Low intensity fire continues consuming understory fuels in grass and pine forest

TRUTH OR CONSESQUENCES, NM, May 26, 2023 – The Pass Fire on the Gila National Forest, Black Range Ranger District has grown to approximately 7,261 acres since it ignited May 17. It is located south of New Mexico Highway 59, about 1.5 miles west of Wolf Hollow Campground, and along the northern Gila Wilderness boundary. A Type 3 Incident Management Team will assume command of the fire tomorrow morning.

“We are allowing fire to play its natural role in this fire-dependent ecosystem, while protecting firefighter and public safety, infrastructure, and other values at risk,” said Agency Administrator Elizabeth Toney. “The fire burned fairly quickly through continuous grass across Cooney Prairie, and is currently creeping through pine understory, backing down slopes and occasionally torching in regenerating junipers.”

Ponderosa pine forests in the Southwest were sculpted by frequent, low-to-moderate fire conditions that promoted open, multi-aged stands on a diverse landscape with variable fuels that resisted large continuous fires.

A century of wildland fire suppression has altered the composition of forests in the Southwest in a way that promotes high-intensity, large-scale fires. There is a critical need for low to moderate-intensity fire to be allowed to return to these forests, at a pace and scale that we have not experienced in our lifetimes.

Firefighters are using control elements, such as roads, trails and landscape features to prevent damage to infrastructure and keep the fire within a pre-identified area. They are currently removing fuels around Wolf Hollow Campground and Trailhead. It is not recommended to camp at Wolf Hollow due to the likelihood of fire reaching the area and heavy localized firefighter activity.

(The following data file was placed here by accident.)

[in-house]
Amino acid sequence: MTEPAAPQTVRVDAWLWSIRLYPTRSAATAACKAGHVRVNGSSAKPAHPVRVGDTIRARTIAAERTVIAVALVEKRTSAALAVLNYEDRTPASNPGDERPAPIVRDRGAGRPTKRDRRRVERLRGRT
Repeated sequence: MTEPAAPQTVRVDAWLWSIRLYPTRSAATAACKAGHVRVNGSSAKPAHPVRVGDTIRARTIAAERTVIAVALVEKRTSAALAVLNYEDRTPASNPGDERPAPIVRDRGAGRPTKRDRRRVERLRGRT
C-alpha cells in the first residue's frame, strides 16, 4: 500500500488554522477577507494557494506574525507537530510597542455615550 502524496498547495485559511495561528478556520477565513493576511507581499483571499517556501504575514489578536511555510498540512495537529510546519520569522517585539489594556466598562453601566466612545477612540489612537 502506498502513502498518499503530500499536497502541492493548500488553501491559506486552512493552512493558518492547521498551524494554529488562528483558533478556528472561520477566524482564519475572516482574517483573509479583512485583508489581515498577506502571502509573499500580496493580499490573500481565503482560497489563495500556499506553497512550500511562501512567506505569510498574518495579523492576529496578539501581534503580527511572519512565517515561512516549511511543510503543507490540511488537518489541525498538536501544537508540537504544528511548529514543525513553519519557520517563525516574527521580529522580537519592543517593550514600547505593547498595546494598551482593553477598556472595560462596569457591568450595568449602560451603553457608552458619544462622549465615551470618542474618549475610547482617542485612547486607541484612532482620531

Functional fences and other range infrastructure have been identified and protected from burning by fire crews where possible, by pulling fuels away from wooden fenceposts and stays and running weed-eaters. Small burnout operations have been used to establish containment line around the historic Indian Creek Cabin and along the south side of Highway 59. Using fire in this way allows crews to safely engage the fire on their terms and timeline, directing it around or away from values at risk.

Several fire scars exist around the area of the Pass Fire, which will help serve as containment features, should the fire reach them. Pass Fire ignited within the 2009 Bull Fire perimeter, which removed a large amount of ladder fuels from much of the area. The 2012 Whitewater Baldy fire scar is a few miles west of the western edge of the Pass Fire, and the more distant 2021 Johnson Fire and 2022 Black Fire scars lie to the south and east.

Limited values at risk in the area will be protected as appropriate if fire reaches pre-identified management action points. The large planning area allows for the Pass Fire to ultimately encompass about 75,000 acres south of Highway 59, including much of the northern Gila Wilderness east of Indian Creek, north of the Middle Fork Gila River and the Adobe Springs and White Rocks trails, and west of the East Fork Gila River and Beaver Creek.

Please use caution when entering or passing through the area, as heavy firefighter traffic and activity may exist along area roads. Air inversions are likely to cause low-lying smoke to settle into valleys overnight that may obscure visibility for travel. Smoke has been observed in Indian Creek and the Gila River drainages, impacting the Gila Cliff Dwelling National Monument, area campgrounds, and residential areas near Gila Hot Springs. Smoke-sensitive individuals should follow recommendations at NM Fire Info | Smoke Management.

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